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Growing food at home can save us all a lot of money whilst likely providing healthier food than we’d normally get. One of the best avenues into home gardening is the culinary herb garden, and perhaps the best way into culinary herb growing is starting with perennial plants.

Perennial plants, of course, are those which grow year and years without needing to be replanted. Most supermarket vegetables, like tomatoes and cucumbers and lettuce and potatoes, are planted anew each year. This requires a lot of work and energy. With perennial plants, a single plant can produce and live for years.

Unlike vegetables, many of our favorite and most common culinary herbs come from perennial plants. That means creating an herb garden can pay off for years to come. Culinary herbs, whether dried or fresh, are extremely expensive to buy, yet they are extremely easy to grow.

Plus, it’s a lot of fun. The culinary herb garden smells fantastic. It attracts butterflies, bees, and hummingbirds. It doesn’t take up much space, and in general, culinary herbs grow so prolifically that one or two plants of something provide enough for all the fresh and dried herbs a home needs.

Bay Laurel

Bay laurel, which provides bay leaves, can be grown as a 60-foot-tall tree or kept pruned as a four-foot shrub. Though it isn’t particularly cold-hardy (USDA Zone 8 or higher), it can easily be grown in a pot and brought inside during the winter.

Bay leaves are the secret ingredient to a good pot of beans, tasty soups, and sauces.




Chives are a low-growing, bunching herb that makes great border plants. They put out pretty purple blooms, also edible, in late spring, and they expand their growing circumference a little each year. They are one of the first herbs available each year.

In the kitchen, fresh chives are the way to go, and they play nicely atop potatoes, tofu scrambles, beans, salads, pastas, stews, and whatever other savory dishes are on the menu.


Lavender is less used as a culinary herb than as an aromatherapy ingredient, renowned for its calming effect. In the garden, it’s a shrub that can easily get a couple of feet tall and taller, and it puts out lovely flower displays in the summertime.

It can make a curious addition to savory dishes, but it is more often found in desserts. Lavender also makes a great tea.

Lemon Balm

lemon balm

Wendell Smith/Flickr

Part of the gigantic mint family, lemon balm is more a clumping herb than mint is. It’ll grow up to three feet tall, spreading out about as wide. It can be pruned back significantly several times during the growing season to provide numerous harvests of its leaves.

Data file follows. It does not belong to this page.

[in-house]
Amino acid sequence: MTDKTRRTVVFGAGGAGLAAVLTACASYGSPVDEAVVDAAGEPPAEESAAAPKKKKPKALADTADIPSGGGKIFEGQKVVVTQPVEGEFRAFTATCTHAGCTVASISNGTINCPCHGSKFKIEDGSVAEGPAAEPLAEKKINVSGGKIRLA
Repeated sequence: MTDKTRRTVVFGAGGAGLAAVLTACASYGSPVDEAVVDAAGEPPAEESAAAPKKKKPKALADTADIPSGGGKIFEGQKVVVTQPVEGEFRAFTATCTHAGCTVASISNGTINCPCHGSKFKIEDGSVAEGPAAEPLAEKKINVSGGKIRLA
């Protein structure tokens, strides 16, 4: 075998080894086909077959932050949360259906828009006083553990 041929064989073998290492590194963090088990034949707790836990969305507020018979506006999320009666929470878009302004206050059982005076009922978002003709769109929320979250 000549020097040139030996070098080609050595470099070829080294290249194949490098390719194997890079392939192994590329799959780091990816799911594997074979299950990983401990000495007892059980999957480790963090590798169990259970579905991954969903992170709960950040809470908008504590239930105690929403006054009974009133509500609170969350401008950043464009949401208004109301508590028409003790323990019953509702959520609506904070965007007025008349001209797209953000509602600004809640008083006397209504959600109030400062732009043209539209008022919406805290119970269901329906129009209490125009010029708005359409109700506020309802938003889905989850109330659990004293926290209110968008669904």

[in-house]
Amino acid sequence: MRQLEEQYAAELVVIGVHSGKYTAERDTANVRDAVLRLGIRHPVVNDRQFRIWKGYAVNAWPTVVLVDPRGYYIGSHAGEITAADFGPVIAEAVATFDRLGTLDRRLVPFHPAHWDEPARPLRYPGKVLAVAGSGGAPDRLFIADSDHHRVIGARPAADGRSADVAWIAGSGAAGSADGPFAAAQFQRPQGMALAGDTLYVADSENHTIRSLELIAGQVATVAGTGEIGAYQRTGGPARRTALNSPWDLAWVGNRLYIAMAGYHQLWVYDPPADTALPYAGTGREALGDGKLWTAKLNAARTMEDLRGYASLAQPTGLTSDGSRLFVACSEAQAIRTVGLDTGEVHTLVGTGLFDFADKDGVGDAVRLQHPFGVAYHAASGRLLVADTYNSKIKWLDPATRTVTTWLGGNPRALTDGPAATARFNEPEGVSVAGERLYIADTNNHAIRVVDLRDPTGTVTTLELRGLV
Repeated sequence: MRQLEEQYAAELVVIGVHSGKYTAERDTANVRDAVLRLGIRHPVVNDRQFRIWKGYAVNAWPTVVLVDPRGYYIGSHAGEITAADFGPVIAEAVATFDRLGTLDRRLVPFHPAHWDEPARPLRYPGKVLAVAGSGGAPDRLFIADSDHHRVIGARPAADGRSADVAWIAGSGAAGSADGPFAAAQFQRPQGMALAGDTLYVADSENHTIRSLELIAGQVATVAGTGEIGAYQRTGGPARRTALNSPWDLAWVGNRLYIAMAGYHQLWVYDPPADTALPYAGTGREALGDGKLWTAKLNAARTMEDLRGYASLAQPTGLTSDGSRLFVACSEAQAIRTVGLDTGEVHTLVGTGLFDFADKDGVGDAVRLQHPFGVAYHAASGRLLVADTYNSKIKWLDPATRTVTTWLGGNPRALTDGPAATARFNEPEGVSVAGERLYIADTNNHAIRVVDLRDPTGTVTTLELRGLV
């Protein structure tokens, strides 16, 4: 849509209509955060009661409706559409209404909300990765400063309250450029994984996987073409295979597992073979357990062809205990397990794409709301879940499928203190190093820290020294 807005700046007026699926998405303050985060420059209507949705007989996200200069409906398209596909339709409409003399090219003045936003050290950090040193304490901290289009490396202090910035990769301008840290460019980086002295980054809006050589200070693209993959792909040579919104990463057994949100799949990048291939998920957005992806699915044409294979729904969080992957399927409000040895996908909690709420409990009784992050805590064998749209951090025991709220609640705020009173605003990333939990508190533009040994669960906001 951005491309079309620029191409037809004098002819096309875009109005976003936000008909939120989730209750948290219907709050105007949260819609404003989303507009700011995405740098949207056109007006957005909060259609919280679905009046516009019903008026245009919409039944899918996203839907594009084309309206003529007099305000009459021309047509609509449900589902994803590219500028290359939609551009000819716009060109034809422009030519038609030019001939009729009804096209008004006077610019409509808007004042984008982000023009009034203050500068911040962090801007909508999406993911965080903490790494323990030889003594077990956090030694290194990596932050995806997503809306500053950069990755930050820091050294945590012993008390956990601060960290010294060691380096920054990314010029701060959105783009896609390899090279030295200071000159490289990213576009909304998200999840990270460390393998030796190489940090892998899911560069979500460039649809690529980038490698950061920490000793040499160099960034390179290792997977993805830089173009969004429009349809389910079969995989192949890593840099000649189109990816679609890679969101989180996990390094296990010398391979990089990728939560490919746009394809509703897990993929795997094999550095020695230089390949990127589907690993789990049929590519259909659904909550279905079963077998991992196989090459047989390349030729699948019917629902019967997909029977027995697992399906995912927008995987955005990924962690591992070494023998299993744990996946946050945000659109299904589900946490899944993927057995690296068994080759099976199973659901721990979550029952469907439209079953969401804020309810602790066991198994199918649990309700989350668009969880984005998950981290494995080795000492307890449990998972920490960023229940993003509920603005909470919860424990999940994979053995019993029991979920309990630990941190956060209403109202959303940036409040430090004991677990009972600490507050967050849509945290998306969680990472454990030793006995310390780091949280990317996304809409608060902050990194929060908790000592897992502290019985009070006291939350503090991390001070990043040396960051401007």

Fresh lemon balm works well when a zip of lemon might be welcomed, such as in salads, vegetable sautés, and desserts. The leaves can also be dried to use in tea blends later.


There are a ton of mints out there to choose from: peppermint, spearmint, chocolate mint, apple mint, pineapple mint, etc. Once planted, mint will usually grow out of control, so many people prefer to confine it in a pot rather than in the ground where it can spread.

Mint is tasty in desserts, with cucumbers, as tea, in jelly, in spring rolls, and various other ways. It’s an herb we probably underutilize.



Joi Ito/Flickr

A classic Mediterranean herb that also shows up in Mexican cuisine a lot, too. Oregano is easy to grow, tolerates colder climates, and can spread aggressively if allowed to do so. It’s a fairly short plant that works as a ground cover is monitored (pruned) well.

An oregano plant will provide enough to have some fresh in the season and dry plenty for the winter.


Rosemary shrubs are super aromatic, evergreen, and grow quite large (up to a few feet) if allowed. They are another Mediterranean herb and can tolerate a mild temperate climate, and they are also drought-tolerant.

Rosemary is good fresh, but probably equally as good dried. Because it’s evergreen, it can be harvested as needed.



Alice Henneman/Flickr

Sage has lovely, fuzzy leaves and attractive purple flowers. It grows into a nice shrub that can tolerate cold and dry climates, such as deserts. Sage can be a little finicky with too much water, but it is generally a very agreeable plant to grow.

Sage is the queen of stuffing, and it plays nicely with potatoes, scrambles, gravy, and beans (particularly white beans) as well.


Tarragon is a somewhat dainty plant that likes sun and a bit of shelter from the wind. That said, it can survive in very cold climates (USDA Zone 2) where temperatures get into the negatives of Fahrenheit.

As a culinary herb, it has a sweet licorice flavor that makes for good salad dressings, and it is classically used in béarnaise sauce.




Often growing wild, thyme is a fantastic groundcover planted, staying quite low and spreading in a rather non-threatening way. It has little purple or white flowers that attract bees, and there are several varieties out there to enjoy.

Thyme is a traditional component in the Italian seasoning mixes where are accustomed to in the spice aisle. It is a mild-flavored, pleasant herb for savory cooking.

That’s 10 perennial herbs to get started with! For some more fun, it’s worth leaving some empty spaces for annual (Italian basil) and biennial (dill, cilantro, parsley) when the growing season is in full swing. A well-used herb garden makes for a well-appreciated kitchen because fresh herbs make food so flavorful.

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